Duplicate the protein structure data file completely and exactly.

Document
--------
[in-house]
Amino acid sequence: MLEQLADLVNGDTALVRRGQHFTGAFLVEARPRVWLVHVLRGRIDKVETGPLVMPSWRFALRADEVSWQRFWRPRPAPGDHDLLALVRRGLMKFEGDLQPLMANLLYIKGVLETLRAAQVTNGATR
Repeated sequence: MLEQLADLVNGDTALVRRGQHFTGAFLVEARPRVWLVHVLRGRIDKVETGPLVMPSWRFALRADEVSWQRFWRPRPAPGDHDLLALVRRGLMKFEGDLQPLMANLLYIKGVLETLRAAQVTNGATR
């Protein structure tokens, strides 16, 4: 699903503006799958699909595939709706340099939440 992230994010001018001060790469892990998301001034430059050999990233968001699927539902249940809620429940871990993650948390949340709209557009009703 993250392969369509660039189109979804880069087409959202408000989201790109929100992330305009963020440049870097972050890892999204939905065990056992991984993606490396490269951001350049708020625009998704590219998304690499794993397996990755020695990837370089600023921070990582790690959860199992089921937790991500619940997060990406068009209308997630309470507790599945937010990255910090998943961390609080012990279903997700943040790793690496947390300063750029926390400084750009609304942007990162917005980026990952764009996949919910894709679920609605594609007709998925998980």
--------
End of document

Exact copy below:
[in-house]
Amino acid sequence: MLEQLADLVNGDTALVRRGQHFTGAFLVEARPRVWLVHVLRGRIDKVETGPLVMPSWRFALRADEVSWQRFWRPRPAPGDHDLLALVRRGLMKFEGDLQPLMANLLYIKGVLETLRAAQVTNGATR
Repeated sequence: MLEQLADLVNGDTALVRRGQHFTGAFLVEARPRVWLVHVLRGRIDKVETGPLVMPSWRFALRADEVSWQRFWRPRPAPGDHDLLALVRRGLMKFEGDLQPLMANLLYIKGVLETLRAAQVTNGATR
């Protein structure tokens, strides 16, 4: 699903503006799958699909595939709706340099939440 992230994010001018001060790469892990998301001034430059050999990233968001699927539902249940809620429940871990993650948390949340709209557009009703 993250392969369509660039189109979804880069087409959202408000989201790109929100992330305009963020440049870097972050890892999204939905065990056992991984993606490396490269951001350049708020625009998704590219998304690499794993397996990755020695990837370089600023921070990582790690959860199992089921937790991500619940997060990406068009209308997630309470507790599945937010990255910090998943961390609080012990279903997700943040790793690496947390300063750029926390400084750009609304942007990162917005980026990952764009996949919910894709679920609605594609007709998925998980």